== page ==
The European Union is unlikely to reduce debt owed by Greece but could lower the interest rate, billionaire distressed asset investor Wilbur Ross said Monday, after the anti-austerity party's election victory raised concerns about a possible Greek exit from the euro zone.
The chairman of WL Ross & Co. and other international financiers invested $1.8 billion in Eurobank this summer—becoming the bailed-out Greek bank's biggest shareholders.
Asked about his investment, Ross said on CNBC's "Squawk Box" that it may be "more skin" than he wanted, given the circumstances. "It makes you feel scary," he said but added, "I don't think this will be the world's worst bucking bronco."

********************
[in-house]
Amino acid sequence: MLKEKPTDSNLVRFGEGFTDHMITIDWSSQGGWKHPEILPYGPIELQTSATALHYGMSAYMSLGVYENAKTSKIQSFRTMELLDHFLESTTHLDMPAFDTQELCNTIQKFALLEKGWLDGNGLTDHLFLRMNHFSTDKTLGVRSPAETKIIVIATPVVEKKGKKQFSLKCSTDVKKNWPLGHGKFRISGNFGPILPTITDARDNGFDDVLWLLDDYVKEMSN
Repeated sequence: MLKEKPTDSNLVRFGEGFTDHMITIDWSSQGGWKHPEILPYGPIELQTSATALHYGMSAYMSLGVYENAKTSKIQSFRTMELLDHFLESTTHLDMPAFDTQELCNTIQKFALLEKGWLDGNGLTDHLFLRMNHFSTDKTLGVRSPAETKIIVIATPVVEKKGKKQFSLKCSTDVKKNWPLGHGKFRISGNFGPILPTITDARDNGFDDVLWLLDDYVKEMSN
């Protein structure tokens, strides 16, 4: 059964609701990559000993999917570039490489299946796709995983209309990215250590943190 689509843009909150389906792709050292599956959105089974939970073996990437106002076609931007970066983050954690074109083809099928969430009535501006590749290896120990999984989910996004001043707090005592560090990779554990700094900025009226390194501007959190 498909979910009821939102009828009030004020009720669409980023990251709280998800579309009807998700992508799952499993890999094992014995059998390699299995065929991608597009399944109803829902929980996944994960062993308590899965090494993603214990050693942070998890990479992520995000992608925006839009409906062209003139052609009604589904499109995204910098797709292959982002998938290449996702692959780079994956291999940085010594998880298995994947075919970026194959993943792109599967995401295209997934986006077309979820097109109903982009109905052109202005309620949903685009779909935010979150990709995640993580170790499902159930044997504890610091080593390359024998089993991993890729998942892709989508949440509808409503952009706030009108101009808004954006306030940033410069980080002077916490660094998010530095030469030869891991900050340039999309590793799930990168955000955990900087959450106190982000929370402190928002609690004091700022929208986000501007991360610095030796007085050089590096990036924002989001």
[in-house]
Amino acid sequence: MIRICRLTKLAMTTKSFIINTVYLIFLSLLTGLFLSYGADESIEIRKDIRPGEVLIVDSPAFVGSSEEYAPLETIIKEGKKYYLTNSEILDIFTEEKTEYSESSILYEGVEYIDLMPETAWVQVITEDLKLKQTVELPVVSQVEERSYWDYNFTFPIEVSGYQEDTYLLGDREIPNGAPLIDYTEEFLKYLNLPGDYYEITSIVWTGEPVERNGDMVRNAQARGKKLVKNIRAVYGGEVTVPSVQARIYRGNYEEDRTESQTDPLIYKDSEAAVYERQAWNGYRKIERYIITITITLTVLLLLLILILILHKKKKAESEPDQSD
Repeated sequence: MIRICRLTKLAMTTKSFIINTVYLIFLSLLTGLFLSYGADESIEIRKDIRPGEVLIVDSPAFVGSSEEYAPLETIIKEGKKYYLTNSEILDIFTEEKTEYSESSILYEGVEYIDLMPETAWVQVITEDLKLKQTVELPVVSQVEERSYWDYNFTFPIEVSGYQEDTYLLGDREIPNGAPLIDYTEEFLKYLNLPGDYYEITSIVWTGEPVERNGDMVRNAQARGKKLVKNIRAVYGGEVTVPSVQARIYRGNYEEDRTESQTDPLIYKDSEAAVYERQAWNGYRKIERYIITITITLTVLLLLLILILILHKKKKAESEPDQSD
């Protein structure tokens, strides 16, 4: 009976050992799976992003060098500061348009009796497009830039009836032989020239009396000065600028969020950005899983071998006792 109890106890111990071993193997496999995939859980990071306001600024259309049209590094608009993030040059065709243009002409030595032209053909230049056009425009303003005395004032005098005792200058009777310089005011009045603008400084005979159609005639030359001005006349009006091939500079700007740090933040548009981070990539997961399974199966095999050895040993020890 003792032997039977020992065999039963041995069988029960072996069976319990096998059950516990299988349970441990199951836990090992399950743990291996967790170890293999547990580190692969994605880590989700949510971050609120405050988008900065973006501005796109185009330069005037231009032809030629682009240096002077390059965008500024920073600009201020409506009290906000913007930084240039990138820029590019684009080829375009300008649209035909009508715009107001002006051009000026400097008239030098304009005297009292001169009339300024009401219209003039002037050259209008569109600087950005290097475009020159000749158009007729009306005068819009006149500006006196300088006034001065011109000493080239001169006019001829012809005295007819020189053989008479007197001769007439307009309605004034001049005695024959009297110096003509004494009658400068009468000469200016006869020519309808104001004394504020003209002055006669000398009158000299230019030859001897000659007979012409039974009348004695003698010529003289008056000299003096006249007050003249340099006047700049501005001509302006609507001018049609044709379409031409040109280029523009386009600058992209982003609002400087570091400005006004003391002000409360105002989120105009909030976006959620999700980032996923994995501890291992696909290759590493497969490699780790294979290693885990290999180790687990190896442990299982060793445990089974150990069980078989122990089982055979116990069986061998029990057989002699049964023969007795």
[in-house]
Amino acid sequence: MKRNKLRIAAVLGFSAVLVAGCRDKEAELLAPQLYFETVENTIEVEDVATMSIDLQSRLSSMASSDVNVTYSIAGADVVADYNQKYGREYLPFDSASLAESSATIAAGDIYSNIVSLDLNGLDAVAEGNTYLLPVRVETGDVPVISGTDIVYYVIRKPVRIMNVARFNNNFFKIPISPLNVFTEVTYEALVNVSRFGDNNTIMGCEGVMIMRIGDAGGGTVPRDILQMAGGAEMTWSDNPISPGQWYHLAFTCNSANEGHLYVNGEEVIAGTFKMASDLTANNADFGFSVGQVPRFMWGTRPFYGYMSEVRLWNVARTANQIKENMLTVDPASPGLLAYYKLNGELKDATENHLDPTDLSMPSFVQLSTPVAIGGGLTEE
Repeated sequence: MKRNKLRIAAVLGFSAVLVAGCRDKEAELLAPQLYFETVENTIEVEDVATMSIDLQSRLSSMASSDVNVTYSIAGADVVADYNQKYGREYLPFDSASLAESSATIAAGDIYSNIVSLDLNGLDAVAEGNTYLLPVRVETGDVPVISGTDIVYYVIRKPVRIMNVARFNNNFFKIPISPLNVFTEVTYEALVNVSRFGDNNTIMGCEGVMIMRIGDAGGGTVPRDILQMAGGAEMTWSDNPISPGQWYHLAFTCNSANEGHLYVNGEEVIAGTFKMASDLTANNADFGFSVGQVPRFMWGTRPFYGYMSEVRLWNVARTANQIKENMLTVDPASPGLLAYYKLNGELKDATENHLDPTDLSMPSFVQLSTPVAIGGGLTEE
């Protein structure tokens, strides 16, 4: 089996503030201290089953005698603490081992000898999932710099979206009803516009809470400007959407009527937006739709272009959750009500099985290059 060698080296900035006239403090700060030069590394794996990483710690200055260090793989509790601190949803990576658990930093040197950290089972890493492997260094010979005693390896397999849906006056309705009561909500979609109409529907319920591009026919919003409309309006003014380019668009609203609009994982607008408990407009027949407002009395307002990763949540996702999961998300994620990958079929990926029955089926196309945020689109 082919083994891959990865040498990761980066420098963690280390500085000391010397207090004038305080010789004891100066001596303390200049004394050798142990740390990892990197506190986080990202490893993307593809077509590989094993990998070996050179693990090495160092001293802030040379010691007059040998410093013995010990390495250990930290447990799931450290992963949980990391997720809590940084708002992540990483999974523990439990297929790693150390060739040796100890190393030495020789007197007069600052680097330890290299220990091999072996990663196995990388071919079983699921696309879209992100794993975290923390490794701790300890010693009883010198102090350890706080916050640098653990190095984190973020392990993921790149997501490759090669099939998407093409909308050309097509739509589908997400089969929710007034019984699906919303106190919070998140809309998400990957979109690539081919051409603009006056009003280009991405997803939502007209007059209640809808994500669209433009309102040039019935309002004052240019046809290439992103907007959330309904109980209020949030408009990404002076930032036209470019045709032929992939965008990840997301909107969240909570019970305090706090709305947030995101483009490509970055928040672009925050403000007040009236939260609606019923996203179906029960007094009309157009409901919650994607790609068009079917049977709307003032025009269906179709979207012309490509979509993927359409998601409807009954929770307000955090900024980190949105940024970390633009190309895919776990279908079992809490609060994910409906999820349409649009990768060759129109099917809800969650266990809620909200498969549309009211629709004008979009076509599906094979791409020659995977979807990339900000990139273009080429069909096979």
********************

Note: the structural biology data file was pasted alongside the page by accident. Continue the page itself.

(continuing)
Ross said he's encouraged by the speed at which the new Greek government is starting to take shape. He noted outgoing prime minister Antonis Samaras had also talked tough before he took office but became more cooperative once on the job.
Describing the financial troubles facing Greece, Ross said, "By August, they need 15 billion euros of debt repayment and interest payments on those loans."
"Greece right now is paying about 8 billion euros a year in interest. The average rate is about 2.5 percent," he continued—figuring if creditors were to cut that interest rate in half "that would save them 4 billion euros a year."
In one of his first major European investments after the 2008 financial crisis, Ross put money into the Bank of Ireland in 2011, which helped keep it out of state hands at the height of the euro zone debt fallout.
He told CNBC Monday he tripled his money there.
Ross also represents a group of investors that owns 17 percent of Bank of Cyprus of which he's vice chairman.